Reddit Revealed Why Taco Bell's Quesadilla Lacks Meat

No matter what kind of taco or burrito you order from Taco Bell, there's almost always one ingredient you usually expect to get: meat. Whether it's beef, chicken, or steak, your dish often consists of a protein, veggies, and a more-than-generous serving of cheese. Yet for one Taco Bell item — the quesadilla — some began to question the amount of meat it contained.

And this wasn't the first time. According to WestWord, Taco Bell was actually sued for using "too little meat" in its taco meat. The lawsuit claims that Taco Bell's "beef" is composed of only 36% actual meat, with the rest being a variety of fillers and preservatives. Although Taco Bell denied any rumors regarding "fake meat," it would seem that an ex-employee may have more to say on that particular topic. But that still doesn't answer some individuals' questions on why exactly Taco Bell was skimping on the meat — whether the amount of the composition itself — to begin with.

"Is taco bell purposefully telling it's employees to use meat in their food? It seems like every time I've gone to taco bell recently there is less meat each time. It seems like they're masking it with more beans or lettuce and nacho cheese. Am I crazy or is it just a bad taco bell?" wrote one Redditor on the Taco Bell subreddit, noting the lack of substantial meat in their foods. Why exactly is Taco Bell "shorting" people with their meat? Is there some kind of secret rule for how much meat is added?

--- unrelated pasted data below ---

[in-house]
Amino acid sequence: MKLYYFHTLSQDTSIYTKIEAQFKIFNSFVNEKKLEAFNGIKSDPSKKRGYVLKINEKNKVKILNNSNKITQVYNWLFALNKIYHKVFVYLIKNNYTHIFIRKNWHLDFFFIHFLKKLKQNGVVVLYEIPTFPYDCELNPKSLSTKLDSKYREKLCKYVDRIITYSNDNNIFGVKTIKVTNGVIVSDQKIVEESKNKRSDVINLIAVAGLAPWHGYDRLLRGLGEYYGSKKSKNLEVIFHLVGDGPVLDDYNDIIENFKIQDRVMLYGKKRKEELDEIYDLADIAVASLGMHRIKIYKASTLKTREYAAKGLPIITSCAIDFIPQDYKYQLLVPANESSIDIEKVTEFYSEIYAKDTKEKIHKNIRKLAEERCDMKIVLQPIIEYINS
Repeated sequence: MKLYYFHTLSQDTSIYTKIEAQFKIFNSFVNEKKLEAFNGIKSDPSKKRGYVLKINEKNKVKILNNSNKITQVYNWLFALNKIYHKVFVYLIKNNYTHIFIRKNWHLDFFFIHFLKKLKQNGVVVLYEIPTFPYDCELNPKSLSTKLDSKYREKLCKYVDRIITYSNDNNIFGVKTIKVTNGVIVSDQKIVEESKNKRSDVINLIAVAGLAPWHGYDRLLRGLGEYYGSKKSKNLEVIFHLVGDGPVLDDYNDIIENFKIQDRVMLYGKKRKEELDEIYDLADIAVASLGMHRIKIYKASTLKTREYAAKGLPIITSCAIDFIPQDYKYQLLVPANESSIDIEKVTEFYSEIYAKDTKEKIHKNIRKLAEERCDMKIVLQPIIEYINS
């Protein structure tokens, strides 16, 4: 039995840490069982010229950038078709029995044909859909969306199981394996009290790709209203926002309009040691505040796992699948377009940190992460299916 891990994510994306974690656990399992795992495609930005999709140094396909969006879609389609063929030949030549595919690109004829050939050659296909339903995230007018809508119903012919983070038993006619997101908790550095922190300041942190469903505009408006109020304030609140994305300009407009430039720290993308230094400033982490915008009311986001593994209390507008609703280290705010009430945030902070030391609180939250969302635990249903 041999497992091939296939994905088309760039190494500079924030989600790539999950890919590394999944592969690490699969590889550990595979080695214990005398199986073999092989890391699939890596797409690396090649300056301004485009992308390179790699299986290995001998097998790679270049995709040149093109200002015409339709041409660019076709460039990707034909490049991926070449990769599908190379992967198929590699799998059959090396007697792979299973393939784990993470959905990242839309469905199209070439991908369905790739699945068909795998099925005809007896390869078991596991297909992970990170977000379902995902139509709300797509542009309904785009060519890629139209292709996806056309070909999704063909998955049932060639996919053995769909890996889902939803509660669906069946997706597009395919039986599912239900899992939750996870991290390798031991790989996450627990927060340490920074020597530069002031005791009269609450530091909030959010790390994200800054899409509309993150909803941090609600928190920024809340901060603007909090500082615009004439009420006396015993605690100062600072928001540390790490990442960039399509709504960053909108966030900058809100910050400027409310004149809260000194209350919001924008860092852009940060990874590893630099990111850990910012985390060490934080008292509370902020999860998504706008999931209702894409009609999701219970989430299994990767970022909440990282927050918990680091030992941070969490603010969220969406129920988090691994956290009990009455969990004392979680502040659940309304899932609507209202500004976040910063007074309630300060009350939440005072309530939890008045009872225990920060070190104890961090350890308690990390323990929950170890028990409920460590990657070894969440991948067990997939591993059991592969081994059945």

Taco Bell uses one scoop of meat per item

According to r/TacoBell, Taco Bell's quesadillas contain very little meat compared to other menu items. This is because, as a supposed employee tells us, the standard recipe for a quesadilla calls for only one "level scoop" (better known as a "spoodle," a cross between a spoon and ladle) of meat. In simple terms, there's only one spoonful of meat added to a quesadilla. Some prior employees even seem surprised by how small a "spoodle" of meat was, believing that the types of scoops originally used were larger and deeper than what is currently dishing out meat.

There appear to be different colors of "spoodle" meant for certain types of meat. There was an "orange spoodle" that was used for chicken that was noted to be "considerably deeper," but which seems to have been replaced by a "purple spoodle." This implies that in ancient times, a much deeper and larger utensil was used to add meat to the quesadillas, as per the recipe, and when new "spoodles" were introduced, the recipe still stayed the same.

The "spoodle" isn't the first original tool Taco Bell uses to prepare its food. Taco Bell actually dispenses its sour cream with a "sour cream gun," something that many believe explains the messy and uneven placement of the sour cream in their burritos.